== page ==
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Pictures of Newark Castle

a Castle in the town of Newark-on-Trent, in the county of Nottinghamshire

About Newark Castle

The romantic ruins of this once glorious castle were left to fall into further disrepair following the ravages of the English Civil War, when the townsfolk were ordered to destroy it.

Today, the ruins occupying a commanding position on the River Trent are the most prominent landmark in the town, and certainly the most historic, for it is likely a castle stood on this site during the Norman occupation, but the remains we look at today are from the 12th century.

The stark beauty of the three storey walls reflected in the waters of the Trent are all that is left of a castle built by Alexander the Magnificent, Bishop of Lincoln, who was also Lord of the Manor of Newark during the 12th century. Alexander built the castle on a grand scale, with an impressive gatehouse and a lavish interior fit for entertaining great members of the church and his friends from amongst the nobility. On arrival visitors passed through a set of magnificent gates into a courtyard large enough to hold both a chapel and separate kitchen building. It was impressive in the extreme, assuring visitors of their host's high position in the church, his wealth, and his power.

Parts of the original curtain walls remain from the 12th century, together with walls put up during the 14th century when it is possible that the castle was remodelled to meet with demands of a more comfortable age. New rooms would have been added, including a Great Hall as evidenced by the many windows remaining in the walls. Some of the windows are arched and others, like those of the tower walls are impressive bays. Fireplaces were installed at a later date.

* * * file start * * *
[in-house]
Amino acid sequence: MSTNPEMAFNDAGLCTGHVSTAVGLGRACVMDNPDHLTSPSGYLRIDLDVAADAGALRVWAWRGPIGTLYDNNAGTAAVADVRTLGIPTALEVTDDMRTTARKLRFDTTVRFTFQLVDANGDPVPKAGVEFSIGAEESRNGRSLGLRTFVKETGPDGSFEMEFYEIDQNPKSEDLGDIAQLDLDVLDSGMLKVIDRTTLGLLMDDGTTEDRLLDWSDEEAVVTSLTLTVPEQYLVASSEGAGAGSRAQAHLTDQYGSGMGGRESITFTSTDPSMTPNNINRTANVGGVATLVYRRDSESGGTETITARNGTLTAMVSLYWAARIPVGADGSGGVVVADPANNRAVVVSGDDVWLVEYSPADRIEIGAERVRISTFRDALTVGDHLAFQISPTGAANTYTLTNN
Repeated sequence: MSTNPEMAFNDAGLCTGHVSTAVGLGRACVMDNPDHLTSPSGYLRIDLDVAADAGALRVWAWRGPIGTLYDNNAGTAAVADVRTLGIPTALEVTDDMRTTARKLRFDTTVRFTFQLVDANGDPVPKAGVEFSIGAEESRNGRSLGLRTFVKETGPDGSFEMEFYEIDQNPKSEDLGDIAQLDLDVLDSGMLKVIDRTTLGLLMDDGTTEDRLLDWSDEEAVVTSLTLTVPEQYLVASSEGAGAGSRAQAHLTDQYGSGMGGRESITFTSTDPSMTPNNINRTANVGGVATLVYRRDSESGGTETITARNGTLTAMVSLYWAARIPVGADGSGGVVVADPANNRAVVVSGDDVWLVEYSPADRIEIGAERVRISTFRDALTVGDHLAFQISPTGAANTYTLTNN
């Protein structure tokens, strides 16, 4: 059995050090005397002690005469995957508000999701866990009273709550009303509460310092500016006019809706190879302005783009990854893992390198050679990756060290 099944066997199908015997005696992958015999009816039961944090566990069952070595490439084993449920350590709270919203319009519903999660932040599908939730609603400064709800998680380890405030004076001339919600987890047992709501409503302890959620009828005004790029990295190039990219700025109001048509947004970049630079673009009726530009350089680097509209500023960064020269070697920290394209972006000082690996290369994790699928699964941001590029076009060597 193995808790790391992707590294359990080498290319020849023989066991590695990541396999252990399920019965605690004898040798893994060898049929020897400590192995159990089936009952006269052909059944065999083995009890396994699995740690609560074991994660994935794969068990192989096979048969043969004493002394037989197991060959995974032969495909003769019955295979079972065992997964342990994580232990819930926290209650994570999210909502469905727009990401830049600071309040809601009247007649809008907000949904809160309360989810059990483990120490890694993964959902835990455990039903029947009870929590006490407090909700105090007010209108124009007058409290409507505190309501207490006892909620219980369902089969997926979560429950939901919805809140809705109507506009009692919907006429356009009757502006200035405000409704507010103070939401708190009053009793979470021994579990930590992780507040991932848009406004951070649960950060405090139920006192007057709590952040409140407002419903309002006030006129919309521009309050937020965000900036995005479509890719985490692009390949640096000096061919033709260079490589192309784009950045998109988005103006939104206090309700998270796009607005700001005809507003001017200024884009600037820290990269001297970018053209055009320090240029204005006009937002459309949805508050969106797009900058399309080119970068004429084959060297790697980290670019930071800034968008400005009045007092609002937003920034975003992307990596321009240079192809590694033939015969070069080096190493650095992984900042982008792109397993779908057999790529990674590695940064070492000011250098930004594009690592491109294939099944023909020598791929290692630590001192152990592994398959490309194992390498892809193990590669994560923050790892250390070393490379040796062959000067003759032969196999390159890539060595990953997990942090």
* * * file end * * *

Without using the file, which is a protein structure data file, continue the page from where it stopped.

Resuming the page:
At the time of the Reformation the castle passed to the Crown. It was leased out to the Earl of Rutland, and following his death passed to his son-in-law, Lord Burghley who carried out further improvements. In 1603, King James I was entertained there by Lord Burghley. This would appear to be Newark Castles' final period of lustre, for following the Civil War in 1646 squatters took possession of what little remained of the castle after it had been pillaged by the good people of Newark.

Interestingly, the building remained in the hands of the Crown until the 19th century when in 1845 it became the first castle building to be repaired as a monument at Government expense. Attention was turned to the grounds in 1847, these were re-landscaped and the site was opened as a glorious romantic ruin.

In its lovely riverside location the castle has become one of the areas premier tourist attractions, it also provides a dramatic backdrop for musical concerts and the re-enactment of historical events.

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